So pretending that I belong to a religion that prohibits linking on the Sabbath, I will offer some quick comments.
First, George Will whines that Romney is all competence and no ideology, a technocrat. He offers the example of Mitt’s unprincipled flip-flopping on ethanol (not a big issue). George fails to offer an alternative to Mitt. Mitt’s electablity issue is really a nomination issue. He is, to repeat, the last candidate standing and still not really winning among likely Republican caucus and primary voters.
Second, Herman Cain has plateaued rather than collapsed. He and Romney are tied in Iowa—with most Iowa caucus voters probably looking to vote for the best candidate who’s not Mitt. And nationwide they’re also about tied. Herman is quirky and even cute enough that the usual rules may not apply to him. From another view, the general implausibility of President Cain might be a godsend to Romney. If Herman really is the only alternative to Mitt, then surely Mitt prevails in the end. And Cain, a gentleman, would endorse Mitt enthusiastically, while, say, Ron Paul wouldn’t.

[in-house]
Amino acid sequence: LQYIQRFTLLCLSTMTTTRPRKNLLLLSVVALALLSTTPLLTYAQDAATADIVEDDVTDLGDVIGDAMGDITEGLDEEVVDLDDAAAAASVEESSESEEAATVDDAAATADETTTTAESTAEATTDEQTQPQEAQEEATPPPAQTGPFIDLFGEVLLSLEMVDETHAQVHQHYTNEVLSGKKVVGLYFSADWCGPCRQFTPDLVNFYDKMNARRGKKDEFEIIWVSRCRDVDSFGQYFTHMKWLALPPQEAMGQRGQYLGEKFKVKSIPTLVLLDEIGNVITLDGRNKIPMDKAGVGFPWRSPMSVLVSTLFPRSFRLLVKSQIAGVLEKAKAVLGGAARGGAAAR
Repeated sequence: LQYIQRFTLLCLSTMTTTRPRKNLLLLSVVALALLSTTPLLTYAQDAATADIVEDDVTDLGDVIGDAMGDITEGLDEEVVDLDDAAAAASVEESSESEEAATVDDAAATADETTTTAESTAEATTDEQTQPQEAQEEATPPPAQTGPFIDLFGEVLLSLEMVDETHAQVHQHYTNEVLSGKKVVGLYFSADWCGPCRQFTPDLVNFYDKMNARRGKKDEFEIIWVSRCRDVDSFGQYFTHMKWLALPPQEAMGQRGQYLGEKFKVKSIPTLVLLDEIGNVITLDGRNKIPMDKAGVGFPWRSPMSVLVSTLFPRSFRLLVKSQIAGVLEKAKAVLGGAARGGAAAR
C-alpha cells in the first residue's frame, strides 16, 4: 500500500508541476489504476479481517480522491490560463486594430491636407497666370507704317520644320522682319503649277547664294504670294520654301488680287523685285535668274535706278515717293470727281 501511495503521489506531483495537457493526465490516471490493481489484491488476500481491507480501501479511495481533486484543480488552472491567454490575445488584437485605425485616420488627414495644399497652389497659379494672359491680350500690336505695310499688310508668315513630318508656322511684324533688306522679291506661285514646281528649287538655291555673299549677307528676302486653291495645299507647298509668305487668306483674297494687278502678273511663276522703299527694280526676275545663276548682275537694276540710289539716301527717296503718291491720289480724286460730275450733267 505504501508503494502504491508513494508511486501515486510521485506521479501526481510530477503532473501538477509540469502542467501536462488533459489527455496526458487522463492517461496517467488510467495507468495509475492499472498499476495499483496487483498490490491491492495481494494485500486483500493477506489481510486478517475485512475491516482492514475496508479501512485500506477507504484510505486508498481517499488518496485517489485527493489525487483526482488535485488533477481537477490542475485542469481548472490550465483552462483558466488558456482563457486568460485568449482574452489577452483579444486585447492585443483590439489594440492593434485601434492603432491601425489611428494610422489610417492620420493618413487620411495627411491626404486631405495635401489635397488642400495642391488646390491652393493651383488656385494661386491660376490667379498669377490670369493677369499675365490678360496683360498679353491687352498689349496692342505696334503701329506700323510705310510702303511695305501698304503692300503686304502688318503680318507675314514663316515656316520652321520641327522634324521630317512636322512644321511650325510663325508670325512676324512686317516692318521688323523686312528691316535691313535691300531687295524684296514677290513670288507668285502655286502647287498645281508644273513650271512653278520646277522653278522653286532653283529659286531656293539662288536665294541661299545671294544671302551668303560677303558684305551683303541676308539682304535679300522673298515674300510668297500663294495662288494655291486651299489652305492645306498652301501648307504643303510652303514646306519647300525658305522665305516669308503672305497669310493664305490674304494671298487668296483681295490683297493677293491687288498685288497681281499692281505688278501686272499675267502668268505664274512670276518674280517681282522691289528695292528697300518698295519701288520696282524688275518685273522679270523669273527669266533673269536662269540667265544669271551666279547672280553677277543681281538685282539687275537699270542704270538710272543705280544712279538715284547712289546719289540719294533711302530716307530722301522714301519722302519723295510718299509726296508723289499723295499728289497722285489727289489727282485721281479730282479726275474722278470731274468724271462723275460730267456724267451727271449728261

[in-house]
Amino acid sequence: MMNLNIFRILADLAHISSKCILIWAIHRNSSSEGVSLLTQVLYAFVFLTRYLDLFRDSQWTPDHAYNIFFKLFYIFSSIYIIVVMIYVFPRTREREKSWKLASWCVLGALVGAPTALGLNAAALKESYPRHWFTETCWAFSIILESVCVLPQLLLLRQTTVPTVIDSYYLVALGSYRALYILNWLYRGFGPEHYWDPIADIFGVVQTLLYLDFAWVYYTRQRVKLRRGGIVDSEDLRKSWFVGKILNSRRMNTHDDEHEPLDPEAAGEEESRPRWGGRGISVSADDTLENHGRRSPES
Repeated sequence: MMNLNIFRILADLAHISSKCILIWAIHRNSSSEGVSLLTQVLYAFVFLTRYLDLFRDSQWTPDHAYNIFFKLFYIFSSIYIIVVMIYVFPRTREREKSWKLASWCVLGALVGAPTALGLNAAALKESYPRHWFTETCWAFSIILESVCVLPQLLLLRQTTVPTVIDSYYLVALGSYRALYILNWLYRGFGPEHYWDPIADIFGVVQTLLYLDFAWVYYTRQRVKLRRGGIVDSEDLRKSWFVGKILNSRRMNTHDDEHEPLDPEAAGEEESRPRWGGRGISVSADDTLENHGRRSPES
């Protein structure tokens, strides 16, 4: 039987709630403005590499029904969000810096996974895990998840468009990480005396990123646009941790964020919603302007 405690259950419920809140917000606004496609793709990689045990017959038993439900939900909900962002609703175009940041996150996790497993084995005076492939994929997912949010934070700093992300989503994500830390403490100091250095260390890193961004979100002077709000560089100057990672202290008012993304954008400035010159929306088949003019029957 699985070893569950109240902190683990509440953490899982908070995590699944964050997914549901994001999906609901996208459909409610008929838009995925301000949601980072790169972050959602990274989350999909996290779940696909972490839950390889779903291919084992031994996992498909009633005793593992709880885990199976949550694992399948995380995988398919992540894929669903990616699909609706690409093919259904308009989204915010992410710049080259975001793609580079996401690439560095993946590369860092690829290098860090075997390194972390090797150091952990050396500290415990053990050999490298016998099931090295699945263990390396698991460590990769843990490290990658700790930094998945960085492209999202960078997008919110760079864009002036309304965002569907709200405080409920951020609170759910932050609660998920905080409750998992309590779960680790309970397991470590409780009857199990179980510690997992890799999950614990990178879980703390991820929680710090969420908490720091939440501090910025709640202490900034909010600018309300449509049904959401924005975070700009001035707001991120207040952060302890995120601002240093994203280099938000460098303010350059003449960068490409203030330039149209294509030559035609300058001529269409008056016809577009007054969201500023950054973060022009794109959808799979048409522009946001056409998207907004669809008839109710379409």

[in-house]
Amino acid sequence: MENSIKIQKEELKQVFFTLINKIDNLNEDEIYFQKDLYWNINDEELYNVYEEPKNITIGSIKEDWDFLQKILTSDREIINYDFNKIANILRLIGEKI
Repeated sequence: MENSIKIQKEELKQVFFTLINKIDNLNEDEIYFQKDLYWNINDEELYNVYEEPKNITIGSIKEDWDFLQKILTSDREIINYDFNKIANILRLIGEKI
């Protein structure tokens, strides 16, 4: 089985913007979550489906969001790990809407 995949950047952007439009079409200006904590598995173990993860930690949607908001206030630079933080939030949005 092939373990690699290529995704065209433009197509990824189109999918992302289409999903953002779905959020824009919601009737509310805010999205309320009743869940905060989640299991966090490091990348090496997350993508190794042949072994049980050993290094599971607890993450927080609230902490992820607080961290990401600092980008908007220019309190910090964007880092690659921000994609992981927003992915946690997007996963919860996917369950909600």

Third, Paul is not surging. Third (a), Gingrich has picked up a little, but not much. Third (b), we read that Perry is waiting to fire until he sees the whites of their eyes or something like that. Good luck with that.
Fourth, there are lots of articles on how the insiders or establishment are fine with and are betting on Romney. But everyone knows, thanks in large part to the work of Jim Ceaser, that our nomination process is biased against insiders and even against big money.
Fifth, we return to the sage observation that while the Republicans ordinarily nominate a prominent loser from a previous election (Bush the elder, Dole, Nixon, McCain etc.), this time is different. The ideologically energized voters just don’t want to settle for Romney—even with Jim Ceaser’s sage obervation that in many ways Mitt is better than a settle-for.